How does Jesus’ example apply to our lives? Sometimes the leadership God places in our lives may be younger than we or perhaps less able or wise in our eyes. We must recognize that God is the One who placed those individuals over us. Romans 13:1–2 (NIV) says, “Everyone must submit himself to the governing authorities, for there is no authority except that which God has established. The authorities that exist have been established by God. Consequently, he who rebels against the authority is rebelling against what God has instituted, and those who do so will bring judgment on themselves.” We cannot break God’s order.
Jesus recognized in the garden of Gethsemane, as the Roman soldiers came to take Him away, that they “could have no power at all against [Him] unless it had been given [them] from above” (John 19:11). And we must recognize the same in our lives, allowing each circumstance to be used as the tool to produce in us the submission and humility of Christ.
In Judges 7, we find the story of Gideon and his army. Starting at 32,000 men, Gideon’s army was quickly reduced to 10,000, and again until only 300 men, chosen by God, marched with him. That’s less than one percent of what he started with! But Gideon didn’t need a large army—only a small one that would simply follow instructions. According to simple math and logic, the men in his army were incredibly outnumbered and doomed to die by the massive, opposing army.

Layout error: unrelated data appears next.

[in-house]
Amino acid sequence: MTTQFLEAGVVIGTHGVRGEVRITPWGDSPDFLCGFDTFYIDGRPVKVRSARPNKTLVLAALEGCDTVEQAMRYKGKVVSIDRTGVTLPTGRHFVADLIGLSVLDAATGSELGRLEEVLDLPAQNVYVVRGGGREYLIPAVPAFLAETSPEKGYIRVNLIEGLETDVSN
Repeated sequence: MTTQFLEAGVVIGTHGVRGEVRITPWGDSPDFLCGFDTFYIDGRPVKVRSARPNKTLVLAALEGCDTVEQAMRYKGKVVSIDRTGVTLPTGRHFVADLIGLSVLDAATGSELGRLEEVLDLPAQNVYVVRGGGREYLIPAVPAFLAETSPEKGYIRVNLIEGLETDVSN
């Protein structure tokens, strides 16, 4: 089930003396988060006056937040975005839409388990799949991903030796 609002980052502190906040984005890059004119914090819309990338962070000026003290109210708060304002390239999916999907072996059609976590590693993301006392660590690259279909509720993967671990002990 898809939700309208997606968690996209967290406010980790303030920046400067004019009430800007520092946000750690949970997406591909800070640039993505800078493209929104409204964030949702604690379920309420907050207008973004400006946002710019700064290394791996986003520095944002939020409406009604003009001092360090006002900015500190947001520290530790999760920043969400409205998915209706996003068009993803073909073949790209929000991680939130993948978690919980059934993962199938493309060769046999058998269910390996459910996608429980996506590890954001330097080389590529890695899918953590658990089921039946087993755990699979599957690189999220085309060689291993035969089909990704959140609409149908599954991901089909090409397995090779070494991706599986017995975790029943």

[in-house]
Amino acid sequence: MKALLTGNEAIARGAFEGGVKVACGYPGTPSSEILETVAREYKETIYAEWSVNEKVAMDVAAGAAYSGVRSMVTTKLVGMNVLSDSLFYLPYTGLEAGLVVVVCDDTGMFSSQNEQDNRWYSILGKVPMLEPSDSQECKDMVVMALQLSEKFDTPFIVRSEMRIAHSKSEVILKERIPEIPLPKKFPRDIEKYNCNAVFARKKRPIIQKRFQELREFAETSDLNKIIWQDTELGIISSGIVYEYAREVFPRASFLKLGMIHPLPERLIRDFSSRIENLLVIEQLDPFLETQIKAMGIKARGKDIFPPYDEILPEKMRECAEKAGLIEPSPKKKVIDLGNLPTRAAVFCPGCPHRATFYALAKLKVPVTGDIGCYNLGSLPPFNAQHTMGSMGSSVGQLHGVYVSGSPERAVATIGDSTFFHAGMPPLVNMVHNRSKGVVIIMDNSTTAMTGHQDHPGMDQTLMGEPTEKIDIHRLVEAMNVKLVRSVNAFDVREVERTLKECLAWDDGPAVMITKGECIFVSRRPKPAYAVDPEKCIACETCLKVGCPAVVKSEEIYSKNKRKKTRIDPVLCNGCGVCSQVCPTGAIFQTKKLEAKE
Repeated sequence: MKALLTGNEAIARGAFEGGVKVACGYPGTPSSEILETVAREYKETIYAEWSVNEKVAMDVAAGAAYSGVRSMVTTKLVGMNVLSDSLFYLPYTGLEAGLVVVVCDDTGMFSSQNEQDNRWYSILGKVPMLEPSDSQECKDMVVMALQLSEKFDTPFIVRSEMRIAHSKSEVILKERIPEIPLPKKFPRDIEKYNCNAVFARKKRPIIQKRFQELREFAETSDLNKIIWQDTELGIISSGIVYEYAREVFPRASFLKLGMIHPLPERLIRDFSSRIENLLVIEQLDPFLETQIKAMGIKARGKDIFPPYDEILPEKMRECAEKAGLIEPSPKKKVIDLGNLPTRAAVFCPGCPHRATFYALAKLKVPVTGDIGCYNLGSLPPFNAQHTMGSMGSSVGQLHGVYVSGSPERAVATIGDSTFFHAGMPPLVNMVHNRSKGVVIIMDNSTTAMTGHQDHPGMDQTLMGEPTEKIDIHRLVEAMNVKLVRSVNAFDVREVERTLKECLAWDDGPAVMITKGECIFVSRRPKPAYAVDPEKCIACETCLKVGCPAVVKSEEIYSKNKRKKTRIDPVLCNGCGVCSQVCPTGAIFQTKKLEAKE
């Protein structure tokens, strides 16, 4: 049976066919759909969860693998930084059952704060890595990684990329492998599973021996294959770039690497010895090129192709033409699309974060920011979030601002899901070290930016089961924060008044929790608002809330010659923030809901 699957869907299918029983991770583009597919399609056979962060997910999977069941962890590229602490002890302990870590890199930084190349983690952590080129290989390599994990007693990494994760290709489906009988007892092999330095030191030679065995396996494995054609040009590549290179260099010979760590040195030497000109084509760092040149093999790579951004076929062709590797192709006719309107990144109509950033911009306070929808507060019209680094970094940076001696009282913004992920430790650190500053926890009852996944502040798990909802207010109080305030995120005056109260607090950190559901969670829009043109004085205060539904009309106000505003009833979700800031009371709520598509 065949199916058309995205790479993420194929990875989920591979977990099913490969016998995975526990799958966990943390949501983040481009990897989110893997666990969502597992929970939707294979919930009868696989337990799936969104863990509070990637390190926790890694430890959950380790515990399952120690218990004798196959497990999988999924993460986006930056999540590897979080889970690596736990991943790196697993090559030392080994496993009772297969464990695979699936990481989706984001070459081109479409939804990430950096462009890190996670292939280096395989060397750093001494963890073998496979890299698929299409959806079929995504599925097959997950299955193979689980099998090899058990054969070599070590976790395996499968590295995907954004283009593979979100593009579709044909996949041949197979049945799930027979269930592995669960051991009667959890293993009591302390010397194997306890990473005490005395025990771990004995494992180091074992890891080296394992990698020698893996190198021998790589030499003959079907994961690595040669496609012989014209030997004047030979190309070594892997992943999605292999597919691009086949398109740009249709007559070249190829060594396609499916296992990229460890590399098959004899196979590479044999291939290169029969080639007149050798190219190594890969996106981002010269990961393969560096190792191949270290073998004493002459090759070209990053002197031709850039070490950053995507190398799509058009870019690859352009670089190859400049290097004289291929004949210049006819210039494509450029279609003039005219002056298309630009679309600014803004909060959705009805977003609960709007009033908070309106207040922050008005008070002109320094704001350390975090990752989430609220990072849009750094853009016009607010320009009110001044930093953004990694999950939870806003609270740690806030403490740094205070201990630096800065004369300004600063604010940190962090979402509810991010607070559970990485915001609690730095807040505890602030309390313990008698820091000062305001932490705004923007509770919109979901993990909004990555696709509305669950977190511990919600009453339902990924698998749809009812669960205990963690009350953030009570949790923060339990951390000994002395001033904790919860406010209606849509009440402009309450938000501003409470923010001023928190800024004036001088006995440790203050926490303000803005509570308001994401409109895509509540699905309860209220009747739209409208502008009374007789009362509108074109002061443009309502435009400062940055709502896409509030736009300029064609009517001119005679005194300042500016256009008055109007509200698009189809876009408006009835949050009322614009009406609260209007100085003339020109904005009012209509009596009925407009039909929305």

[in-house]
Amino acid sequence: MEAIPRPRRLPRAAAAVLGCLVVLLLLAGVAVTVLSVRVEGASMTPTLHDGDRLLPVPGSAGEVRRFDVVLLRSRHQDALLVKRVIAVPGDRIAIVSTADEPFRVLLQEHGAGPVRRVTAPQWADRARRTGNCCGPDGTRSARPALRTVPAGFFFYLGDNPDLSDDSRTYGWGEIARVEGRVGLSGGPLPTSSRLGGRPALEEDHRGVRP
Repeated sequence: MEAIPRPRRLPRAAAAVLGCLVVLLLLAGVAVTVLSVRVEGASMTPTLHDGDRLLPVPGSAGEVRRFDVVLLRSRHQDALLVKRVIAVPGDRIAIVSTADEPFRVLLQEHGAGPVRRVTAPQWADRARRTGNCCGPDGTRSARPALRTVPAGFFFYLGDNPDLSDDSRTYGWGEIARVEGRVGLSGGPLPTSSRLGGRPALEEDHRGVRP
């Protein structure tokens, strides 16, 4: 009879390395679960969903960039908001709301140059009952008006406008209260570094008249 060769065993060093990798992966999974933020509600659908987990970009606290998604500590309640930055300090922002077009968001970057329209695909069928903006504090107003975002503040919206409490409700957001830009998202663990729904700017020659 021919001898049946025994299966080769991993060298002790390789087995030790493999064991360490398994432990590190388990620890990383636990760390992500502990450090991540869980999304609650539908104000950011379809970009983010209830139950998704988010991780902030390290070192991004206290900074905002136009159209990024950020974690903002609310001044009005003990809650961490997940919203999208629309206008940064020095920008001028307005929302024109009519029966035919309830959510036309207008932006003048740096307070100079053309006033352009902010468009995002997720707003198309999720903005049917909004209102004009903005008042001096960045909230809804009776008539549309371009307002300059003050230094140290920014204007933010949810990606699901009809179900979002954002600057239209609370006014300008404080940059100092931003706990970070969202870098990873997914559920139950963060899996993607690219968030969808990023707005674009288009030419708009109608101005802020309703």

But according to the plan and instructions of the Lord, Gideon readied his men, giving each a clay pot containing a torch inside (see Judges 7:16). He then turned to his army and said, “Look at me and do likewise; watch, and when I come to the edge of the camp you shall do as I do” (Judges 7:17). Gideon had his men surround the enemy, holding these clay pots in their hands. When he gave them the go-ahead, the men were to break the pots and cause the light to shine out (see Judges 7). They followed Gideon’s command and defeated their enemy that day.
These 300 men were totally committed to following Gideon’s instruction regardless of how illogical it seemed. They had no opinion of their own or suggestions for Gideon on how to win the battle. Their attitude was, “Whatever you say, we will do.” Their submission to the authority of their leader was complete. And so it must be in our lives—total submission to God our Father and the leaders He places over us.
In 2 Corinthians 4:7, Paul writes, “But we have this treasure in earthen vessels, that the excellence of the power may be of God and not of us.” But unless we come to the place of giving up our stubborn will, our own ambitions and our way of doing things, the light of Christ will never shine out from us, the earthen vessels.
A.W. Tozer once said, “God cannot use a man greatly until He has broken him deeply.” I believe this is true. If Jesus had not submitted and listened to the Father concerning Lazarus, the glory and power of God would not have been displayed through his resurrection. If Gideon’s men decided their leader was foolish and therefore did not submit and follow his command, the battle never would have been won, nor the victory given to God. Jesus has set before us His submission as an example that we might do exactly as He has done. First Corinthians 4:2 (TLB) says, “Now the most important thing about a servant is that he does just what his master tells him to.” Let us then press on to follow our Master—Jesus—and live this kind of life pleasing to Him, sustained by the submission, humility and love that we see in Him.